Ron Howard, 2008
Ebert: 4 Stars
Rotten Tomatos: 92%
My Official Preconception: "A dramatization of the Frost/Nixon interviews. I saw a trailer for it! It looked very tedious!"
As it turned out, the trailer I saw included all of the key moments of the film, focusing on the dramatic revelations, so my preconception was fairly accurate. A movie based on a play that was in turn based on a series of conversations, Frost/Nixon is nothing if not talky. And although I am certainly not going to condemn a movie just because it doesn't blow up helicoptors for me, I'm also a big fan of events that unfold and situations that develop in my narrative entertainment. So although I can certify that this is a pretty good film -- and in particular, that it was magnificently acted -- it is, yes, a bit on the tedious side.
What I admired most about Frost/Nixon is its gesture towards the Shakespearian tradition of historical drama, in which the lives of kings were adapted for a sort of civics-based entertainment. Since Nixon was functionally an American king, or thought he was -- hence the troubles at the end of his, um, reign -- he is a great vehicle for the neo-Shakespearian treatment. (He makes good opera, too -- John Adams' Nixon in China is one of the most successful operas in the last twenty-five years.) And in the Shakespearian tradition, the principal characters are given some terrific soliloquies. Some are taken more or less from the historical record (I checked):
I let them down. I let down my friends, I let down my country, and worst of all I let down our system of government, and the dreams of all those young people that ought to get into government but now they think; 'Oh it's all too corrupt and the rest'. Yeah... I let the American people down. And I'm gonna have to carry that burden with me for the rest of my life. My political life is over....whereas some are obvious fabrications, although no worse for that:
Nixon: That's our tragedy, you and I Mr. Frost. No matter how high we get, they still look down at us.This second speech, a fictional drunken phone call from Nixon to his interviewer David Frost's hotel room, is the fulcrum of the film's narrative. The story of Frost/Nixon is that of two highly ambitious, highly intelligent men, each suffering in a kind of obscurity and disgrace. They regard each other with a growing respect, but enter their interview sessions as a sort of personal combat from which only one can emerge a victor, at the expense of the other. In the film, Frost goads Nixon into a confession of criminal wrongdoing and emerges triumphant, while Nixon slouches off to obscurity in his seaside California mansion.
Frost: I really don't know what you're talking about.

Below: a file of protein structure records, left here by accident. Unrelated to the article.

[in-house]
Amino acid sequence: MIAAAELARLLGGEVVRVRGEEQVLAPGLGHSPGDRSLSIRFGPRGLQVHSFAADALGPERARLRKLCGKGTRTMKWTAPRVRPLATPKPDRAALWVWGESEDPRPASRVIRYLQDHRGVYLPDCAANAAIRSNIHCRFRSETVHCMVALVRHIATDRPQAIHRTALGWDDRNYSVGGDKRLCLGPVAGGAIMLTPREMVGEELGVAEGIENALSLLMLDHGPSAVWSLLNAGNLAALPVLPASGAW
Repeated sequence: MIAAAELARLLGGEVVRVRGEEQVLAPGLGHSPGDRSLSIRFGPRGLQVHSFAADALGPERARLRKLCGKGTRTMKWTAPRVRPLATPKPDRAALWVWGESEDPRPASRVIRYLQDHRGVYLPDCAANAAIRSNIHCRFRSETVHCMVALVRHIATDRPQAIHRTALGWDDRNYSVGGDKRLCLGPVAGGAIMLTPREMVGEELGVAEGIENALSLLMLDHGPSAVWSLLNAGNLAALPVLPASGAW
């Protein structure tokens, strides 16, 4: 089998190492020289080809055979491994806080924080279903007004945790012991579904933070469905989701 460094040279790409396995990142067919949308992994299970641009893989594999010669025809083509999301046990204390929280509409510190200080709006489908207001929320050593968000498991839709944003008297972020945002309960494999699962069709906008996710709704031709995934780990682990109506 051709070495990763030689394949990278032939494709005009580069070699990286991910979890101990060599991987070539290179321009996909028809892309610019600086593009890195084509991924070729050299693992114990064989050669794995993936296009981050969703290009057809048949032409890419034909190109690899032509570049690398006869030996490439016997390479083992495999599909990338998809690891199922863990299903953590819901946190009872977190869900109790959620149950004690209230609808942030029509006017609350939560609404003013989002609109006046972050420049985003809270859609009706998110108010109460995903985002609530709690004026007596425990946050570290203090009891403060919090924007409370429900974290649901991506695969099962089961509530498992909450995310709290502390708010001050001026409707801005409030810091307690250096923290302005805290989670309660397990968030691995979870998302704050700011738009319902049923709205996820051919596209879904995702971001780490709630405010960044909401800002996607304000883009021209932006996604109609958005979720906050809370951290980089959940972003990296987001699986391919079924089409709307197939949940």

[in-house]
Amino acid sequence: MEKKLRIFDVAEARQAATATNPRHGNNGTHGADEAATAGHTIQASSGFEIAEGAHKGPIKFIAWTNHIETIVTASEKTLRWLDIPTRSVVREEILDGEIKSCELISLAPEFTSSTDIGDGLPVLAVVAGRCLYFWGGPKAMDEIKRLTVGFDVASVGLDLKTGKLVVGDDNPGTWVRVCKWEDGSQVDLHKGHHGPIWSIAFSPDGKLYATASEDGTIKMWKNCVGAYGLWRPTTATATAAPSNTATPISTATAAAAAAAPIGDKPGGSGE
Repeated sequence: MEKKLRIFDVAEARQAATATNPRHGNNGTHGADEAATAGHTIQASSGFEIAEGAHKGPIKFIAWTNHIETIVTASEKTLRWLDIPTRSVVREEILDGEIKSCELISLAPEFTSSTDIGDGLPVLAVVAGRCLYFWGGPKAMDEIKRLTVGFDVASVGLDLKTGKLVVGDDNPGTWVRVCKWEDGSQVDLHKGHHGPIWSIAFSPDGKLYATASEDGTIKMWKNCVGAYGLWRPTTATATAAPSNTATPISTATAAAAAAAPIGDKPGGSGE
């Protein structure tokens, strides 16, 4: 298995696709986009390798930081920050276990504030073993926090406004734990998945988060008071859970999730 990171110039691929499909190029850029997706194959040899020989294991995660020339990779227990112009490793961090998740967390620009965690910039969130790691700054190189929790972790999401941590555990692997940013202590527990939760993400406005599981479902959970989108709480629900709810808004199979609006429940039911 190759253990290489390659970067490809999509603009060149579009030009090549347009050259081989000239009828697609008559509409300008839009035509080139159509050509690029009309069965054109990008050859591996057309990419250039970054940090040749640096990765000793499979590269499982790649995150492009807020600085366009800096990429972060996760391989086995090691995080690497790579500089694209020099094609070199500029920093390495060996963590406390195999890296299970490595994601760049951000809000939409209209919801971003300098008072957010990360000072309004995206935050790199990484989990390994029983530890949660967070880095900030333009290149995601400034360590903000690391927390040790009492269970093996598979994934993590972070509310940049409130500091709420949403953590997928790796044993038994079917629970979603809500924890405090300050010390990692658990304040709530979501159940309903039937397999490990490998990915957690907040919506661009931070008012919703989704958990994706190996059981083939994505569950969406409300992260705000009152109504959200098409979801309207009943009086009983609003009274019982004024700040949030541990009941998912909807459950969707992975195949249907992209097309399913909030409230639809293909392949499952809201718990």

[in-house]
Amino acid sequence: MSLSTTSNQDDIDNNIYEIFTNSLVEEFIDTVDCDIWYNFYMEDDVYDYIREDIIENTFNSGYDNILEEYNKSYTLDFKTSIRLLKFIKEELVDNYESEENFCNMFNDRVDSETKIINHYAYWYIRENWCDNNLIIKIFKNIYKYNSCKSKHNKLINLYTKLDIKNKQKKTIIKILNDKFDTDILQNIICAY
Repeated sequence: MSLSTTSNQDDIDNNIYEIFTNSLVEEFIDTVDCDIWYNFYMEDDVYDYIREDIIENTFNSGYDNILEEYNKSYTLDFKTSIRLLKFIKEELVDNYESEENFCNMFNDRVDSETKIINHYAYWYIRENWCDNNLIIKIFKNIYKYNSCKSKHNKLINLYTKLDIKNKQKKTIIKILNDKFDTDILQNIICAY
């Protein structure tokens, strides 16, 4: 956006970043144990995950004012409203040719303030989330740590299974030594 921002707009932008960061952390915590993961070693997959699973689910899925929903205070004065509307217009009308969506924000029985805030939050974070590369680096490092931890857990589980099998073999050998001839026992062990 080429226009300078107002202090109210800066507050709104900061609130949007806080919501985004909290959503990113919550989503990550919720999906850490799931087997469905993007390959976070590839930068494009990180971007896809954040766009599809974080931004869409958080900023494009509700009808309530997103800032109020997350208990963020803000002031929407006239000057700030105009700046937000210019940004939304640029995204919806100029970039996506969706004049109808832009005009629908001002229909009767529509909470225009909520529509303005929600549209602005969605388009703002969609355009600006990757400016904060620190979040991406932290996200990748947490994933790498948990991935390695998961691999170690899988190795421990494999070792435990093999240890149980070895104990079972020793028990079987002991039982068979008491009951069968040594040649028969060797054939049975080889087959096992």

Nixon: Yes you do. Now come on. No matter how many awards or column inches are written about you, or how high the elected office is, it's still not enough. We still feel like the little man. The loser. They told us we were a hundred times, the smart asses in college, the high ups. The well-born. The people who's respect we really wanted. Really craved. And isn't that why we work so hard now, why we fight for every inch? Scrambling our way up in undignified fashion. If we're honest for a minute, if we reflect privately, just for a moment, if we allow ourselves a glimpse into that shadowy place we call our soul, isn't that why we're here? Now? The two of us. Looking for a way back into the sun. Into the limelight. Back onto the winner's podium. Because we can feel it slipping away. We were headed, both of us, for the dirt. The place the snobs always told us that we'd end up. Face in the dust, humiliated all the more for having tried. So pitifully hard. Well, to hell with that! We're not going to let that happen, either of us. We're going to show those bums, we're going to make 'em choke on our continued success. Our continued headlines! Our continued awards! And power! And glory! We are gonna make those motherfuckers choke!
Well, Shakespearean history isn't big-H History, of course, and we shouldn't expect Frost/Nixon to be either. Yet we do, somehow. That the movie is framed as an early-1980s documentary (why?) doesn't help. And because of its pretense of veracity, the film's success has probably warped our collective memory for a generation or so.
Here's something closer to the truth: David Frost was between jobs, but widely respected as a intellectual talent who would give Nixon a run for his money. He did not, in point of fact, wrangle any significant confessions from Nixon; the movie implies he did only by carefully cutting and splicing the interview transcripts. Nixon used the interviews, and a meticulously fine-tuned expression of confession-free regret, to set the stage for the partial rehabilitation of his reputation, an entirely remarkable achievement of public relations executed against overwhelming odds. Both men gained enormously from the interviews. And both men laughed all the way to the bank (Nixon got a substantial cut of the net, something the movie interestingly leaves out of its long treatment of the contract negotiations).
A few rankling details: In this movie about two men and their male advisors, I wince at the inclusion of The Girlfriend, a character whose frail narrative purpose is to demonstrate Frost's charm but who mostly just wanders around looking pretty. Similarly pointless is Kevin Bacon's character as Nixon's chief of staff, played rather ridiculously as a fawning Smithers to Nixon's Mr. Burns. Shakespeare would have at least made these minor characters proper bumpkins and given them some naughty puns and pratfalls.
Prognosis: * * *
Seized by a sudden desire to give stars, I'll give it 3 out of 4. Worth watching, but have some handwork ready for the slow bits. And although it's possible it might tell you something True, don't assume it's telling you anything true.